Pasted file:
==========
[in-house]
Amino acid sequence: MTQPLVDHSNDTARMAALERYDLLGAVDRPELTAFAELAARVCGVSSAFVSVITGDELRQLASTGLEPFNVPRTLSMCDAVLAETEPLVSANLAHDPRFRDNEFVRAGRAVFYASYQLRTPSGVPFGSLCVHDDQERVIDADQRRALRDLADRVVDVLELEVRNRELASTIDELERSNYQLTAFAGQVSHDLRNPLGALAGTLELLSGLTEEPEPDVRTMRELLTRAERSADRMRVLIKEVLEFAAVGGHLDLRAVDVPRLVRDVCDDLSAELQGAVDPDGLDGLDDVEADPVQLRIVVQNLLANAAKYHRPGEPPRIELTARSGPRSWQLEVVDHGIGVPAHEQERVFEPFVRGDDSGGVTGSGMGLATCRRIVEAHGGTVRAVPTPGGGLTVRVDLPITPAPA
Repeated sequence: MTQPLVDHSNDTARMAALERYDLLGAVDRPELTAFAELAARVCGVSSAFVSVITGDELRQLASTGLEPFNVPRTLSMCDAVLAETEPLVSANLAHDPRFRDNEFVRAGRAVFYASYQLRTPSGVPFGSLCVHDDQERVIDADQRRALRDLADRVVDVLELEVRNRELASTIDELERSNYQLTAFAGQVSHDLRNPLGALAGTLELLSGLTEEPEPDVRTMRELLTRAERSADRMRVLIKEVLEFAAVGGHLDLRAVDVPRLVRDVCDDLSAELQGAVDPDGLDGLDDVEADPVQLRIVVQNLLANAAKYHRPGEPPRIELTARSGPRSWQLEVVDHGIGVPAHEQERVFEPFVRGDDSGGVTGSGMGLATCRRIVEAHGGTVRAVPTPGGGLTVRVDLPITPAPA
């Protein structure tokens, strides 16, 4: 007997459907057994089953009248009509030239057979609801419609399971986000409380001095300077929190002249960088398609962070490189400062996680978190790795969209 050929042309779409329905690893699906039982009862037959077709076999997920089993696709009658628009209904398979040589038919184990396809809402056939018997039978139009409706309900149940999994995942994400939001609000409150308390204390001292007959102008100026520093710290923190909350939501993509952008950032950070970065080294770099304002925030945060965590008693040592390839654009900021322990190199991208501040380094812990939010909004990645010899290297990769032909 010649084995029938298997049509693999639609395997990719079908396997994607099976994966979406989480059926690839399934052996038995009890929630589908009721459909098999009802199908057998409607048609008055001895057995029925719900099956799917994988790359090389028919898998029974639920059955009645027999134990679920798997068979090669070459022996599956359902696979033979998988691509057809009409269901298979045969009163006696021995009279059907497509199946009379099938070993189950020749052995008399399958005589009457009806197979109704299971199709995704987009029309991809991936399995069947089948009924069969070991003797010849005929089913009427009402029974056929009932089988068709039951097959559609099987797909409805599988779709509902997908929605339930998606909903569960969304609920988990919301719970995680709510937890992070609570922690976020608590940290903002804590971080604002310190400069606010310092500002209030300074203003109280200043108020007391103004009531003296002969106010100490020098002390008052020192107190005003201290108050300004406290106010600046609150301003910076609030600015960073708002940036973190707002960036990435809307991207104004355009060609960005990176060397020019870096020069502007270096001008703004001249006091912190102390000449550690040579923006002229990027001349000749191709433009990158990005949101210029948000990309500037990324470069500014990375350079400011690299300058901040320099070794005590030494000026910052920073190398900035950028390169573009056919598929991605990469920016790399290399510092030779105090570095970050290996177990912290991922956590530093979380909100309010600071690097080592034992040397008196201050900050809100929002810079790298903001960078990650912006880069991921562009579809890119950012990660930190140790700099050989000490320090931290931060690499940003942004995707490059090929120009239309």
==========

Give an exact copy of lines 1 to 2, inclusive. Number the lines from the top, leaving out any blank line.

[in-house]
Amino acid sequence: MTQPLVDHSNDTARMAALERYDLLGAVDRPELTAFAELAARVCGVSSAFVSVITGDELRQLASTGLEPFNVPRTLSMCDAVLAETEPLVSANLAHDPRFRDNEFVRAGRAVFYASYQLRTPSGVPFGSLCVHDDQERVIDADQRRALRDLADRVVDVLELEVRNRELASTIDELERSNYQLTAFAGQVSHDLRNPLGALAGTLELLSGLTEEPEPDVRTMRELLTRAERSADRMRVLIKEVLEFAAVGGHLDLRAVDVPRLVRDVCDDLSAELQGAVDPDGLDGLDDVEADPVQLRIVVQNLLANAAKYHRPGEPPRIELTARSGPRSWQLEVVDHGIGVPAHEQERVFEPFVRGDDSGGVTGSGMGLATCRRIVEAHGGTVRAVPTPGGGLTVRVDLPITPAPA